Campaign group hits back at former Saffron Walden MP’s lament at ‘nimbyism’

PUBLISHED: 08:10 17 August 2018 | UPDATED: 08:15 17 August 2018

Lord Alan Haselhurst. Picture: SAFFRON PHOTO

Lord Alan Haselhurst. Picture: SAFFRON PHOTO

Saffron Photo 2017

‘Nimbys’ are telling the ‘haves’ to ignore the ‘have nots’, the former MP for Saffron Walden, Lord Alan Haselhurst, has said.

The former MP, who held the position for 40 years, says more homes need to be built but ‘nimbys’ are “never satisfied” with the plan to meet housing need and “no positive alternative is ever articulated”.

“The UK’s population has increased and become more mobile,” he said. “Rising standards require that old, unfit properties must be replaced.

“Relative ease of credit over several decades fuelled the aspirations of many to have a roof over their heads – their own. For all these reasons one might suppose that the pace of putting brick on brick would not have slackened. But it has. Dramatically. And that is why political parties have now re-entered an auction to bid up their new homes targets.

“Only this time it is not to a chorus of public approval. Quite the contrary. ‘No new homes here’ has become one of the commonest signs on the landscape.

“If the demand for housing – whether owned or rented – is rising while the volume of new-build is not keeping pace, there is an obvious consequence.

“For this depressing scenario to be dispelled the housing supply simply has to increase. National political leaders recognise this, but their exhortation often falls locally on deaf ears.

“More usually, the critics will accept that more homes, albeit less than any current number being proposed, do have to be built, but, you see, not on this site or in this village or in that part of town.

“It is remarkable how often these sentiments are expressed on doorsteps that had not existed five years previously.

“Sometimes the objectors to ‘scheme X’ are able to point to the outstanding merits of ‘scheme Y’ or ‘scheme Z’ that happen to be 10 miles to the north, east, south or west. Be it noted that such helpful alternative proposals do not usually come from the mouths of people who themselves are standing for local office.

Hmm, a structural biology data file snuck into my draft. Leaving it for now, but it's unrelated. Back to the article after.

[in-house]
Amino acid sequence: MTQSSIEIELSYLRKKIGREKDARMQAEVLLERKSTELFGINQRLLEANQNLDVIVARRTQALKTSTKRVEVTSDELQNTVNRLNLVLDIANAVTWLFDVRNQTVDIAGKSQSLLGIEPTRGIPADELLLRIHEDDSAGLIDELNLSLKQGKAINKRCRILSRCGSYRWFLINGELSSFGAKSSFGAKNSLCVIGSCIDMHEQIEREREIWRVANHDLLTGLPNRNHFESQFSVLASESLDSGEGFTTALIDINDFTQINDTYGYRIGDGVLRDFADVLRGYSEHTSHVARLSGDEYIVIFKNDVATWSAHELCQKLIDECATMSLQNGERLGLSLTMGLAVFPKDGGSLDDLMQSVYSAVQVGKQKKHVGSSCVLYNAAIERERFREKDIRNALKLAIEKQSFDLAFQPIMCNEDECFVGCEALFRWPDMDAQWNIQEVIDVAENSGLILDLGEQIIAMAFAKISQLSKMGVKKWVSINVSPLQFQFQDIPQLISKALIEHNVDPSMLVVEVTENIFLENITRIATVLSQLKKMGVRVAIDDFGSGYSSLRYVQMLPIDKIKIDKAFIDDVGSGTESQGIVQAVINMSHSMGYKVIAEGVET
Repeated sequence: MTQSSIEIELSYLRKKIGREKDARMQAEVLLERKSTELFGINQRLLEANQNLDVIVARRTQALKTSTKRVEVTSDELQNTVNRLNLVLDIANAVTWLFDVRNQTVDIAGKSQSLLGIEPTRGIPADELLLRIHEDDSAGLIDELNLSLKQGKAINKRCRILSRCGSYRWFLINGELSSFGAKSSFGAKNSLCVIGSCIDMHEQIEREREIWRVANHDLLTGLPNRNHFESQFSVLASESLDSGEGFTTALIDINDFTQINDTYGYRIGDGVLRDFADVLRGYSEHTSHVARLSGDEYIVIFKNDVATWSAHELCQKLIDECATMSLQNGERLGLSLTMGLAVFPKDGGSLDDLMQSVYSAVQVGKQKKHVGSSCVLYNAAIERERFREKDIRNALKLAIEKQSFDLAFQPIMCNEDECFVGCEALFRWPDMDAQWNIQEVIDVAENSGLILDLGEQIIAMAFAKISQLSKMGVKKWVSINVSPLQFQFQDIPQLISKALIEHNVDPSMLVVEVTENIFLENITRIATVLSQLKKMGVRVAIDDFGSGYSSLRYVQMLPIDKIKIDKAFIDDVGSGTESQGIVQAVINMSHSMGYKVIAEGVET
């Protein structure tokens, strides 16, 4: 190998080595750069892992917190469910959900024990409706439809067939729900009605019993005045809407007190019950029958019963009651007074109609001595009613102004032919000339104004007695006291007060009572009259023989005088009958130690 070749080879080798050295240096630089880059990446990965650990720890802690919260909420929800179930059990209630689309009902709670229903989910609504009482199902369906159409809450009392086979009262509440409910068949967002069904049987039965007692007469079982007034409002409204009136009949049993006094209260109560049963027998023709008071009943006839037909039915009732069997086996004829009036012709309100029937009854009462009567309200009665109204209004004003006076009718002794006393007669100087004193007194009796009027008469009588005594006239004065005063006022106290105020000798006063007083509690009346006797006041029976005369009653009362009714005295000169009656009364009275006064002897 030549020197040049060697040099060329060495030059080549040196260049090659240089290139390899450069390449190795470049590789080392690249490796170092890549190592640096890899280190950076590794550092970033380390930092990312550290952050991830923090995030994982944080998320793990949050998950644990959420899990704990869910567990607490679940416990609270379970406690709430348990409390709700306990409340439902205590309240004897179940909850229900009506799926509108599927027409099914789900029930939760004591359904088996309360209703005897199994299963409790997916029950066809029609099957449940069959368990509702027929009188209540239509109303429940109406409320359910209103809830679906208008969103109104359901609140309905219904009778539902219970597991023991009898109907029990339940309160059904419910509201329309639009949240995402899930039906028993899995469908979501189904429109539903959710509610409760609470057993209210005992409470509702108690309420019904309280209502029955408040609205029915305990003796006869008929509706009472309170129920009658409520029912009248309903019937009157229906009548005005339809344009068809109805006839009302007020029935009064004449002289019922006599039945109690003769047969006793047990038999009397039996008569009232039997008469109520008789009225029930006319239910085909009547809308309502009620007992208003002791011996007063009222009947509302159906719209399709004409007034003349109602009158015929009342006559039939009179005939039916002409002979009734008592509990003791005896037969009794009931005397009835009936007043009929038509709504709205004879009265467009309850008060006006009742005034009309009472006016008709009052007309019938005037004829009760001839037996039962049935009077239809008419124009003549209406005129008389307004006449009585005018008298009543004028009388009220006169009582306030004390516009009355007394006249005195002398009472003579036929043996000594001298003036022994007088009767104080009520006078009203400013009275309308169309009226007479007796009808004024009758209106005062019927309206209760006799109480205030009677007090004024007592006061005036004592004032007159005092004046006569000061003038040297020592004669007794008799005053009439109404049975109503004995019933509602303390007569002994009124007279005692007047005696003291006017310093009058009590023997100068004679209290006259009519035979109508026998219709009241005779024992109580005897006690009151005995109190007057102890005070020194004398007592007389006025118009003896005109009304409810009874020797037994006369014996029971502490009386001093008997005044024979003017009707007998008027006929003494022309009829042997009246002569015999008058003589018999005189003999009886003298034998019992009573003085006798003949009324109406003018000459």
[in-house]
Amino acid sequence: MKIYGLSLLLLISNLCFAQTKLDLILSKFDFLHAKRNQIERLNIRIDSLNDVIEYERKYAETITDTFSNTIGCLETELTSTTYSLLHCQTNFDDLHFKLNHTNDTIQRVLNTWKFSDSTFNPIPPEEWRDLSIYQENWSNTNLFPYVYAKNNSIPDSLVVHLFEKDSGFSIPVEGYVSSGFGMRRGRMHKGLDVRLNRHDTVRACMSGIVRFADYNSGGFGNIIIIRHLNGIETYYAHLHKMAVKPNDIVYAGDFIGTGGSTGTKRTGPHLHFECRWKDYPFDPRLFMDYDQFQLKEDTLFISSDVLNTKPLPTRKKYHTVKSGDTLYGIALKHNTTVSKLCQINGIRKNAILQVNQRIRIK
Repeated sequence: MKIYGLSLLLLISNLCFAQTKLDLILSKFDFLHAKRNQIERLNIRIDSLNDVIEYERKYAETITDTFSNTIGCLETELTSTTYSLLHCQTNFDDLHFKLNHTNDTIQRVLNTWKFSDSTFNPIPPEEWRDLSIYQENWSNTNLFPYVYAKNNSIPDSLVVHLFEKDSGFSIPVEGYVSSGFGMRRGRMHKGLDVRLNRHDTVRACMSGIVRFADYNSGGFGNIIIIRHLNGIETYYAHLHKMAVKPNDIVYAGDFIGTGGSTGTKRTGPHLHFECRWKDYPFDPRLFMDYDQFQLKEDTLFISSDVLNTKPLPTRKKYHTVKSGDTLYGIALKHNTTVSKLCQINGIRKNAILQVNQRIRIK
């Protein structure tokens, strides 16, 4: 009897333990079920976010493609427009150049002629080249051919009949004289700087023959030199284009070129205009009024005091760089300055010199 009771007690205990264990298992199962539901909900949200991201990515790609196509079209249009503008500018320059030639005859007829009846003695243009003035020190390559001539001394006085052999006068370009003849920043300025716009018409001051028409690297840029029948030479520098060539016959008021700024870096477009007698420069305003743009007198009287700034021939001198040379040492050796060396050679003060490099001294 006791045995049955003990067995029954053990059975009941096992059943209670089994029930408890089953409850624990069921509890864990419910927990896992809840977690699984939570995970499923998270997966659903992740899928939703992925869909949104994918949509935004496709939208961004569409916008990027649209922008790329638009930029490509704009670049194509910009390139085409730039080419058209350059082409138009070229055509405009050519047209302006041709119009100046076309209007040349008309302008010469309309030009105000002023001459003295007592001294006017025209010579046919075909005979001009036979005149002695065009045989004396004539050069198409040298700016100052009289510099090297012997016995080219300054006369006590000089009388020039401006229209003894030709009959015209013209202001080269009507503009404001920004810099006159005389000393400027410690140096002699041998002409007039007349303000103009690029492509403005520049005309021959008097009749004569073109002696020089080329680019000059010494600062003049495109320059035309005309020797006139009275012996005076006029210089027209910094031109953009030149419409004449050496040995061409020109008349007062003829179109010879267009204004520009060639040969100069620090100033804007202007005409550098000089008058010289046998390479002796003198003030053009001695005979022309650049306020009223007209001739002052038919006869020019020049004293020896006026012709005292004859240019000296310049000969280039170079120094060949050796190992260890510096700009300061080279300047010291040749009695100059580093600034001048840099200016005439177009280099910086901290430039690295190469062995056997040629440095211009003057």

“Is it surprising that young adults look to the future in despair when they see no prospect of settling down in the area of their birth and having a job that comes anyway near funding their accommodation costs? All they hear on this subject comes from the pedlars of ‘nimbyism’ inciting the ‘haves’ to ignore the ‘have nots’. No plan to meet housing need, however exhaustingly discussed, ever satisfies them. No positive alternative is ever articulated.”

Responding to Lord Haselhurst, Richard Pavitt, from StopNUtown Action Group, which is currently opposing plans for 5,000 houses near Great Chesterford, said: “It is rather sad to see someone of Lord Haselhurst’s standing rolled out to defend Uttlesford District Council and its proposed 5,000-house new town on the Essex/Cambs border.

“Is this the same (then Sir Alan) who in 2008 opposed the building of 8,000 houses a matter of 1.5 miles away from the proposed new site? 8,000 houses that would have made a substantial contribution to the housing need that Lord Haselhurst so loudly proclaims – a need that was just as evident then as it is now but hadn’t been encapsulated in a political soundbite.

“Building new houses is vitally important but not in the wrong place at any cost and certainly not as a political expedient that will leave future generations to clear up the mess.

“It is cruel and cynical to suggest that a dysfunctional scheme to build a new town in north Uttlesford will provide young adults with an opportunity to settle down in the area of their birth – as claimed by Lord Haselhurst. It almost certainly won’t unless they are very well heeled. The problems with the site will mean a predominance of market-rate housing to pay for the high cost of fixing the problems.

“A new town in this location is opposed by numerous bodies and authorities far more important and influential than this action group. Of course those organisations don’t live in the area so cannot be conveniently dismissed by Lord Haselhurst as ‘nimbys’.”

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